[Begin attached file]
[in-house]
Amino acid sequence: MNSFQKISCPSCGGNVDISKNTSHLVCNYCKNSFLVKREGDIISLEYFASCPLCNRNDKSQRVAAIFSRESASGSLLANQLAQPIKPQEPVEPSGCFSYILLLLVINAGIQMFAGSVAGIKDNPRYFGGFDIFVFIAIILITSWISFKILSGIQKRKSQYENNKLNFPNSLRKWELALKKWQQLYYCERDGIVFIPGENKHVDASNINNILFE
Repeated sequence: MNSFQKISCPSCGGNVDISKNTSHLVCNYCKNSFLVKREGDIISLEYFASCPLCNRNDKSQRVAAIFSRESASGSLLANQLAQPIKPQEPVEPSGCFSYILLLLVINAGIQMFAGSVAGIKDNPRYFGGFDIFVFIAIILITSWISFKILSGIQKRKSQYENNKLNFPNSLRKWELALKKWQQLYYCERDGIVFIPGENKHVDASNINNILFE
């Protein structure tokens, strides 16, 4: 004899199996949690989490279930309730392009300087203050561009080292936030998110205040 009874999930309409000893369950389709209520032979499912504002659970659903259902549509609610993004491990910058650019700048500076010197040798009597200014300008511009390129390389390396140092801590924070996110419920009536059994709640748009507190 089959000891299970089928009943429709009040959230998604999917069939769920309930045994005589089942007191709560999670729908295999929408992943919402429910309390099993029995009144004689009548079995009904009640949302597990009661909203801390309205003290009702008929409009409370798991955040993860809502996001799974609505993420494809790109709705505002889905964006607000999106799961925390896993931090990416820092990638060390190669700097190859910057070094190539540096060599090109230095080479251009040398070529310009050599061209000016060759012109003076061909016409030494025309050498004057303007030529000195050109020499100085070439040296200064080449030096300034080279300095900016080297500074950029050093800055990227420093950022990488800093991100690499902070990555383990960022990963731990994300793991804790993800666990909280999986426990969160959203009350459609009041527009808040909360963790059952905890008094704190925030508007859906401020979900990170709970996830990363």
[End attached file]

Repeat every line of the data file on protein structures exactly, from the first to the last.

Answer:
[in-house]
Amino acid sequence: MNSFQKISCPSCGGNVDISKNTSHLVCNYCKNSFLVKREGDIISLEYFASCPLCNRNDKSQRVAAIFSRESASGSLLANQLAQPIKPQEPVEPSGCFSYILLLLVINAGIQMFAGSVAGIKDNPRYFGGFDIFVFIAIILITSWISFKILSGIQKRKSQYENNKLNFPNSLRKWELALKKWQQLYYCERDGIVFIPGENKHVDASNINNILFE
Repeated sequence: MNSFQKISCPSCGGNVDISKNTSHLVCNYCKNSFLVKREGDIISLEYFASCPLCNRNDKSQRVAAIFSRESASGSLLANQLAQPIKPQEPVEPSGCFSYILLLLVINAGIQMFAGSVAGIKDNPRYFGGFDIFVFIAIILITSWISFKILSGIQKRKSQYENNKLNFPNSLRKWELALKKWQQLYYCERDGIVFIPGENKHVDASNINNILFE
């Protein structure tokens, strides 16, 4: 004899199996949690989490279930309730392009300087203050561009080292936030998110205040 009874999930309409000893369950389709209520032979499912504002659970659903259902549509609610993004491990910058650019700048500076010197040798009597200014300008511009390129390389390396140092801590924070996110419920009536059994709640748009507190 089959000891299970089928009943429709009040959230998604999917069939769920309930045994005589089942007191709560999670729908295999929408992943919402429910309390099993029995009144004689009548079995009904009640949302597990009661909203801390309205003290009702008929409009409370798991955040993860809502996001799974609505993420494809790109709705505002889905964006607000999106799961925390896993931090990416820092990638060390190669700097190859910057070094190539540096060599090109230095080479251009040398070529310009050599061209000016060759012109003076061909016409030494025309050498004057303007030529000195050109020499100085070439040296200064080449030096300034080279300095900016080297500074950029050093800055990227420093950022990488800093991100690499902070990555383990960022990963731990994300793991804790993800666990909280999986426990969160959203009350459609009041527009808040909360963790059952905890008094704190925030508007859906401020979900990170709970996830990363």